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On Mother’s Day, most people want to give their moms a tangible token of their love, and of appreciation for the love their mothers have given them over the years. Popular gifts can be a restaurant meal, flowers or perhaps a trip to spa.

This year, people might consider offering something special: a promise to try to build a better future — for her and for everybody — beginning with a pledge to vote this November, and make the effort to make the best, most informed votes possible.

To be sure, that future will mean different things to different people. Some might support candidates and policies that seek to reverse the recent loss of some civil rights and freedoms, from voting rights to medical care. Others might believe it’s more important to endorse conservative values regarding school curricula, maintaining public order and border security.

Either way, higher voter participation will go far toward legitimizing an election that some candidates and other political entities already are working to undermine.

Low voting numbers have allowed energized extremists to control the primary process, and given Americans two major candidates who terrify those of other political parties, and disappoint members of their own parties. Both candidates carry higher negative than positive public perceptions, and many people believe neither fully represents their personal beliefs and goals.

This isn’t the world our mothers gave us, and it surely isn’t the kind of world they want for their children — or for anybody else. They want a world that’s safe to live in, with opportunities for success, both financially and socially.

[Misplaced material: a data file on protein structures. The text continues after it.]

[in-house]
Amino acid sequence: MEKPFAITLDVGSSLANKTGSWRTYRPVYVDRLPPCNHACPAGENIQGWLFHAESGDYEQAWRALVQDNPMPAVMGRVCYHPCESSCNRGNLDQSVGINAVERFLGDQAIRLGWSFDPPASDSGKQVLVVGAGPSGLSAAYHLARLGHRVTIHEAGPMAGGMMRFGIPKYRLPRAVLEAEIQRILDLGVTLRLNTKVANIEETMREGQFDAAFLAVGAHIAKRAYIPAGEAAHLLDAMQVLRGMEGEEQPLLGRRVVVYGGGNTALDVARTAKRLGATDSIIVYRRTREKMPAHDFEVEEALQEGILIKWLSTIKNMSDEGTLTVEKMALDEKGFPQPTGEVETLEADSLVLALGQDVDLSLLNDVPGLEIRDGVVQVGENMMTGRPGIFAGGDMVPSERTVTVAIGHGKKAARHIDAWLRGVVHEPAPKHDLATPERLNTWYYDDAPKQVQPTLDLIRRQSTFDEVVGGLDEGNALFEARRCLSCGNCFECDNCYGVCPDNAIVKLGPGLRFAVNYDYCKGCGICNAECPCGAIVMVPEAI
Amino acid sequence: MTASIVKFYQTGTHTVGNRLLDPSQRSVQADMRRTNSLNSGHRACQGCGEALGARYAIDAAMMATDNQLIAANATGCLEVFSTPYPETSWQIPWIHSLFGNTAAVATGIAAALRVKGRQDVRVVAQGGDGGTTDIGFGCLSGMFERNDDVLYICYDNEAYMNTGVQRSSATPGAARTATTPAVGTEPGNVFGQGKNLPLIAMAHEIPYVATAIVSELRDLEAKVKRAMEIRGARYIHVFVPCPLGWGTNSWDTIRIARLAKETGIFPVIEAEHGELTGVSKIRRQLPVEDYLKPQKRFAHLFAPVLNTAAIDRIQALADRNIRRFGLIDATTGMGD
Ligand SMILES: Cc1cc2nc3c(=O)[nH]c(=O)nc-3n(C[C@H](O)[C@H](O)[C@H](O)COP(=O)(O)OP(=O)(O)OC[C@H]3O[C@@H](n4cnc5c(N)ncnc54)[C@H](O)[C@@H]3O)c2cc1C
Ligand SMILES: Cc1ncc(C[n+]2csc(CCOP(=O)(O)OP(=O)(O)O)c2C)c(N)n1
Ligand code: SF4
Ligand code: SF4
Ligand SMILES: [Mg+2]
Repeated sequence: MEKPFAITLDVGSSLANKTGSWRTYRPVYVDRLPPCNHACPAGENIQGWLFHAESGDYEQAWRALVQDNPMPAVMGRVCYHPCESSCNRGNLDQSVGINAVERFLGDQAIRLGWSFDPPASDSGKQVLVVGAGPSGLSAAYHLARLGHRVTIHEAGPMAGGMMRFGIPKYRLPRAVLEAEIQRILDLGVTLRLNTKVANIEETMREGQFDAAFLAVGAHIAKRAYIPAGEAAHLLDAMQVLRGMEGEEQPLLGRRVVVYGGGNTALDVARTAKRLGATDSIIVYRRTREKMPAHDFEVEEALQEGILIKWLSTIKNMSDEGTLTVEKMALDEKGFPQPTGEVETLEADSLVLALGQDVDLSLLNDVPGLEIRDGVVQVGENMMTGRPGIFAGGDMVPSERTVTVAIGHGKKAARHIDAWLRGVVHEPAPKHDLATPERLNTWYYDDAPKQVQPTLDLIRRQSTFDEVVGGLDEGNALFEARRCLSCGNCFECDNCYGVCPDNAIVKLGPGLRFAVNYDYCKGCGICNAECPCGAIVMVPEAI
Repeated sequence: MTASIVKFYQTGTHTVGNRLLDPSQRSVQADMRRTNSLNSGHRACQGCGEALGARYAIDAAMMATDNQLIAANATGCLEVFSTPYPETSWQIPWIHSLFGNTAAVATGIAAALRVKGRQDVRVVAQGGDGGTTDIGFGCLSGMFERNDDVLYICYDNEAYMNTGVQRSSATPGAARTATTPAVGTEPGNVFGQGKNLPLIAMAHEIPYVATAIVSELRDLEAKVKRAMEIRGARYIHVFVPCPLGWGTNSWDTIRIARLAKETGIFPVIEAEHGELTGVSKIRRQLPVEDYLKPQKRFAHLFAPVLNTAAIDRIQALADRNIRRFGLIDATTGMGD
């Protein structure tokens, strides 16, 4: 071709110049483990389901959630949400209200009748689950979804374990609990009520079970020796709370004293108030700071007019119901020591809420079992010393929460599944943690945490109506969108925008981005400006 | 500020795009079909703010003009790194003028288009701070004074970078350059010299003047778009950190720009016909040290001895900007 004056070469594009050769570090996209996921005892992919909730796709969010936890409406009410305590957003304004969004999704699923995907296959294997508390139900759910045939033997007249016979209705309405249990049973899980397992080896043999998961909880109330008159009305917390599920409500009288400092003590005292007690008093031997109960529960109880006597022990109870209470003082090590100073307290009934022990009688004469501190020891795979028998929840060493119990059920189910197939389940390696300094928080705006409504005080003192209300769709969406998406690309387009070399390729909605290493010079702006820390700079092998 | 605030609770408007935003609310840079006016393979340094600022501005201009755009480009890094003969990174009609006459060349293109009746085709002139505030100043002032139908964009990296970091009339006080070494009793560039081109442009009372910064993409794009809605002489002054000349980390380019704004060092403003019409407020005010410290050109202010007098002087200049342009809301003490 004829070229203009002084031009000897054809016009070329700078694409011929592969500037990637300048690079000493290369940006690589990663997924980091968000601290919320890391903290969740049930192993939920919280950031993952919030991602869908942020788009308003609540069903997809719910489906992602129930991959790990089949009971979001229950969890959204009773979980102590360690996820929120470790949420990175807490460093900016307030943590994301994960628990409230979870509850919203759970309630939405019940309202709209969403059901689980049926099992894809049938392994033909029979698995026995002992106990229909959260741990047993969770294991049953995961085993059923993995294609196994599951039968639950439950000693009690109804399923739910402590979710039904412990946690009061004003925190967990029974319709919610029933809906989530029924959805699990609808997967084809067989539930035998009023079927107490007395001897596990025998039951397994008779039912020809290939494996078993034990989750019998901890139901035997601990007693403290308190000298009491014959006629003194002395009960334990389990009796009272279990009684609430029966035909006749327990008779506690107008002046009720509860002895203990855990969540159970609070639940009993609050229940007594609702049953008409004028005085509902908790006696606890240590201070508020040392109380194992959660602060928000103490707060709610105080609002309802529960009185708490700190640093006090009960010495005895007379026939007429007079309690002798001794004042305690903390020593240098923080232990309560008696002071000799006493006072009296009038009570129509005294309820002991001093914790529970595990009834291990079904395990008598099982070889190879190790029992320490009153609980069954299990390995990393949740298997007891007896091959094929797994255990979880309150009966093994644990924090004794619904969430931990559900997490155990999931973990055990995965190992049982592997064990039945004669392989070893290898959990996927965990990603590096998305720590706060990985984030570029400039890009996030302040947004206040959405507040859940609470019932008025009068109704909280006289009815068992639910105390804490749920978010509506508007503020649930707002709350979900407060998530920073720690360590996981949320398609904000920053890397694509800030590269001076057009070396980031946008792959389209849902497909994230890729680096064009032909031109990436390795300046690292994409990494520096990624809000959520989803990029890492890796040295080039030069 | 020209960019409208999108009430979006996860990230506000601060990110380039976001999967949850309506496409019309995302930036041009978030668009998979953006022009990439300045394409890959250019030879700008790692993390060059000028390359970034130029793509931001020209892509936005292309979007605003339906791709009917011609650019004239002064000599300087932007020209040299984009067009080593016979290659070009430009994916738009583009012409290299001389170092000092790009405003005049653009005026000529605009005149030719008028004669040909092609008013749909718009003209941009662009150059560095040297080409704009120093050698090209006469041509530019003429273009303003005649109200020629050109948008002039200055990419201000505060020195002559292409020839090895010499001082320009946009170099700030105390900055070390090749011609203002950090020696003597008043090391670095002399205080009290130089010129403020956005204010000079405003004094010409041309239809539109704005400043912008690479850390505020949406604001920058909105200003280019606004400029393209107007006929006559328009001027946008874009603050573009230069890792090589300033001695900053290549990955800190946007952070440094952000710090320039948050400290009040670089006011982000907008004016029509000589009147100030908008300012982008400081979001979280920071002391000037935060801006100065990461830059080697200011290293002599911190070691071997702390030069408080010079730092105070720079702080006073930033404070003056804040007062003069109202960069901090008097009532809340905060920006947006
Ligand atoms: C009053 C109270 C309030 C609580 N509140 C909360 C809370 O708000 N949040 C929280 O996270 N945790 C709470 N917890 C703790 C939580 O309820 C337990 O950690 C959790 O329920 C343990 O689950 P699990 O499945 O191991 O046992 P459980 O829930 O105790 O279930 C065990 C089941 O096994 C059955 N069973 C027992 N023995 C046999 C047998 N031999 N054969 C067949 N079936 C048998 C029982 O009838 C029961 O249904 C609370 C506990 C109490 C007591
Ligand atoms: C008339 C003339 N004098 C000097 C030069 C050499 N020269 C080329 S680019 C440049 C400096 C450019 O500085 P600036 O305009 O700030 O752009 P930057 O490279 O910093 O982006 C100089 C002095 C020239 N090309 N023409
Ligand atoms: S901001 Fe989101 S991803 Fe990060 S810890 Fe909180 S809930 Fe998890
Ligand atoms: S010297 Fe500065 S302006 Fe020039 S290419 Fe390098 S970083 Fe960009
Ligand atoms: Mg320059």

Of course, the ballot only begins with the presidential candidates. Every seat in the House of Representatives, both in Congress and the state legislature, is up for grabs, as is one U.S. Senate and three Valley seats in state Senate. Several other state, county and local races also will be decided on Election Day. It has long been said that local officials have a greater impact on our daily lives because they enact ordinances and other rules that affect our conduct and impose taxes that lighten our pocketbooks but also help fund vital services and infrastructure improvements.

The general election is six months away. That’s plenty of time for those who are eligible to vote but haven’t registered to do so, and to begin gathering information on candidates’ positions. Major party platforms will be set at their national conventions, which are in July for Republicans and August for Democrats. Other parties and candidates will be on the ballot as well, and voters might find someone else might better represent their interests and deserve their support.

Our mothers deserve the best world we can give them, and they certainly want their children to inherit the best world possible. Votes cast in their honor might not be a tasty dinner or pretty bouquet, but they promise to have a much longer lasting, and significant, effect.

So this year, let us pledge to honor our moms with our votes — and offer to take them with us to cast their own votes.